How to
Jonathan Crowe
Oct 2016

How to Choose and Manage Better Passwords

Editor's note: This post is a excerpt from our new free guide, The Amazing Security Awareness Playbook: How to Make Training Engaging, Practical, and Actually Effective.  

Password management has been a problem since the days of “open sesame” (not a good password, by the way). Despite years and years of training and effort, the stubborn fact remains: People are stupendously bad at creating and remembering strong passwords.  

That’s a big issue, because no matter how good your security is, if your users are using easy-to-guess or crack passwords, they’re essentially leaving the keys to your kingdom under the doormat. Is there one magic answer that will fix poor password use once and for all? Probably not. But here are three tips that can help.

1) Teach users to use “secret sentences”

The password problem really boils down to friction caused by having two requirements in direct opposition with one another:

  1. Passwords need to be complex and/or random enough to make them difficult to guess.
  2. Passwords need to be simple and/or relevant enough to make them easy to remember.  

Pete Herzog’s solution? Use a “secret sentence” — a password that is a complete sentence with capitalization and punctuation that means something to you so you’ll remember it.

Secret sentence password: a complete sentence with capitalization and punctuation that means something to you.

  • A secret sentence for Facebook might be: I just wasted 2 hours on Facebook!
  • For your VoIP provider, it might be: Boss says, “No more big bills.” (complete with spaces and all the punctuation, if possible)

Herzog is co-founder of ISECOM, the Institute for Security and Open Methodologies, and an expert at helping organizations and their users make sense of security. He explains secret sentences fulfill both core requirements for good passwords: As long as the sentence is long enough (think five words or more), mathematically it will be extremely difficult to guess. And by taking the form of a story that’s relevant to the user, it will be easier for them to recall.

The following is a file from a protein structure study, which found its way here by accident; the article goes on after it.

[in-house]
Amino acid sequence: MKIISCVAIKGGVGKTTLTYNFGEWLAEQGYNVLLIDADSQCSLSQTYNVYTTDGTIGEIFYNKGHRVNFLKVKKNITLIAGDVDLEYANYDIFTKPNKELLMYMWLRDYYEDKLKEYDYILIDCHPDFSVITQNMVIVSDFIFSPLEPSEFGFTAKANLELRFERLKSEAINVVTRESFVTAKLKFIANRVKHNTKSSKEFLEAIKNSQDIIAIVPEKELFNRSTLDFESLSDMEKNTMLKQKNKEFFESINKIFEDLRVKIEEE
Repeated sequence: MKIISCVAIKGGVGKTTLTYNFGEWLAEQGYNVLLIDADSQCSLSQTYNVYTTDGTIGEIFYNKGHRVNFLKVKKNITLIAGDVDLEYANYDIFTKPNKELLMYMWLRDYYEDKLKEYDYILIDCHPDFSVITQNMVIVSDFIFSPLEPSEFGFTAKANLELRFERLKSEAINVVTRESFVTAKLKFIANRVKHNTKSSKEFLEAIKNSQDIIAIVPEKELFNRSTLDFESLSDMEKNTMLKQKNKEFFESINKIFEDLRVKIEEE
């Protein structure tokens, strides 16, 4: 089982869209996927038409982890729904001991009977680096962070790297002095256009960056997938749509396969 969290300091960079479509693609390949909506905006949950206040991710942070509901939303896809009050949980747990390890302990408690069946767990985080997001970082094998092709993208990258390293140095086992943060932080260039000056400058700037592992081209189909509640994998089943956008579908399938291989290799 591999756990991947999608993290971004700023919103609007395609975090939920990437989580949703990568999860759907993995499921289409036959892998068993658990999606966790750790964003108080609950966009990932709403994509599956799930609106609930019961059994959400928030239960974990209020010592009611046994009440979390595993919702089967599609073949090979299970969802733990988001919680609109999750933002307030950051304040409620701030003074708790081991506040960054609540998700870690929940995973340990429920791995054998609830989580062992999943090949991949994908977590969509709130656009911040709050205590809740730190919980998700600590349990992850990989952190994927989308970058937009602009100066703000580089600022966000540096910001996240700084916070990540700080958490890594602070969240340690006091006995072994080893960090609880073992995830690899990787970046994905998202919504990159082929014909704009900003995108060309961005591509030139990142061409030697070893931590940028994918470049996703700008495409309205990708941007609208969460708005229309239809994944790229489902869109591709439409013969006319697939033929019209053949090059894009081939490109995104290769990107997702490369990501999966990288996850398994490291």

Note: In some cases, users may be required to add numbers or refrain from using spaces or certain types of punctuation, in which case they’ll need to adjust their sentences accordingly.

2) Use different passwords for every account

As Herzog puts it, “Reusing passwords across vendors is the fastest and easiest way to get accounts compromised.” You don’t have to search long for good examples that drive that point home. Take your pick of any one of the “mega breaches” recently come to light (Yahoo, LinkedIn, Tumblr, Myspace, etc.). Despite the fact that the passwords stolen in these breaches were 3-4 years old, hackers were still able to use them to access user accounts for those services and others.

Explain to your users that using the same password for Facebook, their email, and their bank account could land them in big trouble if and when Facebook gets hacked. The best approach is to use a different secret sentence for any account that stores sensitive information. Slight variations and patterns (password1, password2, etc.) are not the answer.

Tip: Brian Krebs suggests encouraging users to create a list of all the services they have passwords for. Next to each, they should write a clue to the password that only has meaning for them.

Of course, if the thought of creating secret sentences for every account seems daunting or unrealistic, that brings us to tip #3.

3) Use a password manager

Another option is to take the pressure of creating and remembering strong passwords off users’ shoulders by showing them how to use a password manager. Password managers are online third-party services like 1Password, Dashlane, and LastPass that generate and save strong passwords for you. All you need is one really good master password to rule them all.

Password managers aren’t the perfect solution for everyone, but they’re certainly a good option for most. Just remember, if you’re going to expect users to use them you’re going to have to train them how. 

Jonathan Crowe

Jonathan Crowe

Jonathan covers the latest threats and cybersecurity trends from a practical perspective.


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